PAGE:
The Conflicting Faces of Mental Illness

Jemma sheds light on how there can be more going on than meets the eye with mental illness…

The pictures above show some of my many expressions I show on a regular basis and have done for my entire life. You may look at them and see a happy, carefree, fun loving person. I can tell you that in some pictures I was feeling those exact emotions, but in others I could not have felt more alone, miserable and completely lost.

For the past 12 years I have suffered with an eating disorder and depression. There have been many times during this period that I have felt happiness and joy and been able to have fun. I really want to challenge peoples’ perceptions of mental illness. Suffering from a mental illness does not mean that a person is constantly unhappy or unable to function and experience emotions which conflict with those associated with their illness. Suffering from depression does not mean I am constantly depressed and suffering from an eating disorder does not mean I am always focussed on food and my body.  Yes I have an eating disorder and yes I suffer from depression but I can laugh and be happy just as much as the next person. These moments of pure joy may be brief and fleeting or they may last hours, days, weeks. I believe this was one of the reasons why so few people in my life realised the emotional turmoil going on inside my head for such a long time and were so shocked when I admitted what was going on only 3 months ago.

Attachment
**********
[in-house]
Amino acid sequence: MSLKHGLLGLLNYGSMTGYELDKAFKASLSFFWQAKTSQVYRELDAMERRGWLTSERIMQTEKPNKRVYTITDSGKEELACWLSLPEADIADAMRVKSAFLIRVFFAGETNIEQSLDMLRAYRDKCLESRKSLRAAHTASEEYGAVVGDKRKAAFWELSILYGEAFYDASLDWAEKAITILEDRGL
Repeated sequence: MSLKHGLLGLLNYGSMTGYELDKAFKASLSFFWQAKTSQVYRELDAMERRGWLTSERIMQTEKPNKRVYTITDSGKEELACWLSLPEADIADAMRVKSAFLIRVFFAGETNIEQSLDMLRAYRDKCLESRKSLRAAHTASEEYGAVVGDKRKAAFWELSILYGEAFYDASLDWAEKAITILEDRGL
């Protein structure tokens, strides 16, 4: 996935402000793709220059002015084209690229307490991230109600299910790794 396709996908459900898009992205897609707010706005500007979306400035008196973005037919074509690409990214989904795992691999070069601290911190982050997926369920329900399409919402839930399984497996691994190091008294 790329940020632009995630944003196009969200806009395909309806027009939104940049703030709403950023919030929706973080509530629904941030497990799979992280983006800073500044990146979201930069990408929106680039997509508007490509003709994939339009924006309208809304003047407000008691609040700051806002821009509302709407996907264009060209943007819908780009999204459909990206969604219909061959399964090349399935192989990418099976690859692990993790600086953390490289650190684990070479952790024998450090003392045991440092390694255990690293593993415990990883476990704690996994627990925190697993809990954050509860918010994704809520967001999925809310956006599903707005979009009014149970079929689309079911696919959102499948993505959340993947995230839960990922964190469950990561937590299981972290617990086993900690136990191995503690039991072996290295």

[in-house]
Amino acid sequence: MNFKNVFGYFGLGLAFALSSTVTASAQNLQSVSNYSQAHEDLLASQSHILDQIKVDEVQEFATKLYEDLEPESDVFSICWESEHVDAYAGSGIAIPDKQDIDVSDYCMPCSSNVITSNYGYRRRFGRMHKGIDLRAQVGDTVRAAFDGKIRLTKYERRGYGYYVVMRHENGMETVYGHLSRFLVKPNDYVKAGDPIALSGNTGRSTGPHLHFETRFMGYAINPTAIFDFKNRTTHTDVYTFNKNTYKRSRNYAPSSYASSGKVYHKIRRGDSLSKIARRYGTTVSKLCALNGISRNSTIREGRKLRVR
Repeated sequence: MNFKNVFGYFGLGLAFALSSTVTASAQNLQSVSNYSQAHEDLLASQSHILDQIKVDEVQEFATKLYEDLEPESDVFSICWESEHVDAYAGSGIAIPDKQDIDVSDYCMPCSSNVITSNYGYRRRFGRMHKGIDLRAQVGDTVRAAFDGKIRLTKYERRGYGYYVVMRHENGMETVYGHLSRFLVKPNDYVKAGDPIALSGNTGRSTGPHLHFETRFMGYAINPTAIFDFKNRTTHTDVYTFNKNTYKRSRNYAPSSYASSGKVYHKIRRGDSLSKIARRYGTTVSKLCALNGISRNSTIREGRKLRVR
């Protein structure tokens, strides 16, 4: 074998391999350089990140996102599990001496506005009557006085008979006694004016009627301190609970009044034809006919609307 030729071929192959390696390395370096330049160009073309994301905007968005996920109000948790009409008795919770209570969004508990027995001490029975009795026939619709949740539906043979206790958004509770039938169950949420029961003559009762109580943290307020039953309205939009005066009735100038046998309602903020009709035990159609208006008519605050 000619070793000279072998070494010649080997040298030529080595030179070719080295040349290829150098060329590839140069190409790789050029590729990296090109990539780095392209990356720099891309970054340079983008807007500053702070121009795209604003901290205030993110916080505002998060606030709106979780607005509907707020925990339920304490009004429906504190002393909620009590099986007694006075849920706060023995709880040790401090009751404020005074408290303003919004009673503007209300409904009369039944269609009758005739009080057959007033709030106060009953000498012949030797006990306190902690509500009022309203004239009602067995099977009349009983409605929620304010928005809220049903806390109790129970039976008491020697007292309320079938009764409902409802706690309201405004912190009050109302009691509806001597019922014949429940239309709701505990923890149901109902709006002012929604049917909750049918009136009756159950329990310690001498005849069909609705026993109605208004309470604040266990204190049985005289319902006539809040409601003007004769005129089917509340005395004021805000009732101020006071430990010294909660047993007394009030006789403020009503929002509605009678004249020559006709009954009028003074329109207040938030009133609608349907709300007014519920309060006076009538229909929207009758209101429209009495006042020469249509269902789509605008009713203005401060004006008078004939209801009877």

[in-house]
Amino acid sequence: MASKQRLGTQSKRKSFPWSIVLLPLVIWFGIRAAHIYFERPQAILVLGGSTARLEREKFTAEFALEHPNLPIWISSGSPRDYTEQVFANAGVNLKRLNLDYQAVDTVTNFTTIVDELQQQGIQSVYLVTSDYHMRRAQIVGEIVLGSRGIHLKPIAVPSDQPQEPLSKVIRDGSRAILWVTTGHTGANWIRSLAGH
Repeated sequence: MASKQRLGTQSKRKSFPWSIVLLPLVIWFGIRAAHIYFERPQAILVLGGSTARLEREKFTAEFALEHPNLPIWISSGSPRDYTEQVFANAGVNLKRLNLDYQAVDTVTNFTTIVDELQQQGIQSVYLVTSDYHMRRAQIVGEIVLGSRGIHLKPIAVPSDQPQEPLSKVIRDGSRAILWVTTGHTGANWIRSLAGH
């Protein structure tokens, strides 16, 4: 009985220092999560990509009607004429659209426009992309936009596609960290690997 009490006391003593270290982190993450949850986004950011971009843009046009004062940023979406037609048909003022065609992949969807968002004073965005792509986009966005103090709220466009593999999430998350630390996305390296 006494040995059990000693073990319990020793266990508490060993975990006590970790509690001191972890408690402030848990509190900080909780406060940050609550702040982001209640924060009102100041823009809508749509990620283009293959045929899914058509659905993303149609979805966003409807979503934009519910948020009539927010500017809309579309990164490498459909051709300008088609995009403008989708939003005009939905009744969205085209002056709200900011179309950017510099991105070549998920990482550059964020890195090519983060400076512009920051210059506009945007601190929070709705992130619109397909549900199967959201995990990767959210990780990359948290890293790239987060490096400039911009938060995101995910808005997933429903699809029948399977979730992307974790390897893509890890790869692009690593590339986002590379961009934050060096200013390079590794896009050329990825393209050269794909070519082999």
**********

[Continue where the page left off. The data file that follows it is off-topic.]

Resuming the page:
I also want to address the difficulty of identifying mental illness in others as many, like myself, have become masters at hiding their true feelings. I can smile and appear to be having fun on the outside but on the inside I can be dealing with non-stop thoughts of self hatred and loathing, feeling isolated despite physically being surrounded by friends, family, colleagues. It has become commonplace to not talk about how we’re feeling, plaster on a smile and soldier on. For me I associated these feelings with weakness and showing them would mean admitting defeat. For these reasons it can be extremely difficult to identify someone who is suffering, especially if, like me, the eating disorder does not present with extreme weight loss.

I asked some people in my life to describe how they saw me before they knew about my illness. The responses I got were ‘strong, determined and driven’, ‘everything in your life seemed in perfect order’, ‘you seemed to be in control of all things at all times’. The truth was I could not have felt more different. On the inside I was living in a hell that my mind had created, I felt weak, hopeless and completely out of control.

I guess what I’m urging people to do is dig a little deeper, get to know the people you spend your time with. The statistics for people suffering from mental illness are extremely high so chances are you live, work with or just know someone who is suffering. Not being able to talk about my feelings for such a long time kept me trapped in my illness because I had no-one to challenge the thoughts in my head.

Since being in recovery I have learnt how invaluable it is to be authentic with people. I urge you to try being authentic with others, especially those close to you, to try not to use words such as ‘ok’ and ‘fine’ or ‘not too bad’ to describe how you’re feeling. You may be surprised at the response you get. I have found in general that the more truthful I have been about my feelings, the more real a response I get and the more connected I feel to those around me. You never know what other people are going through and by setting the example of speaking honestly you may give someone who is suffering the courage to talk about their feelings too.

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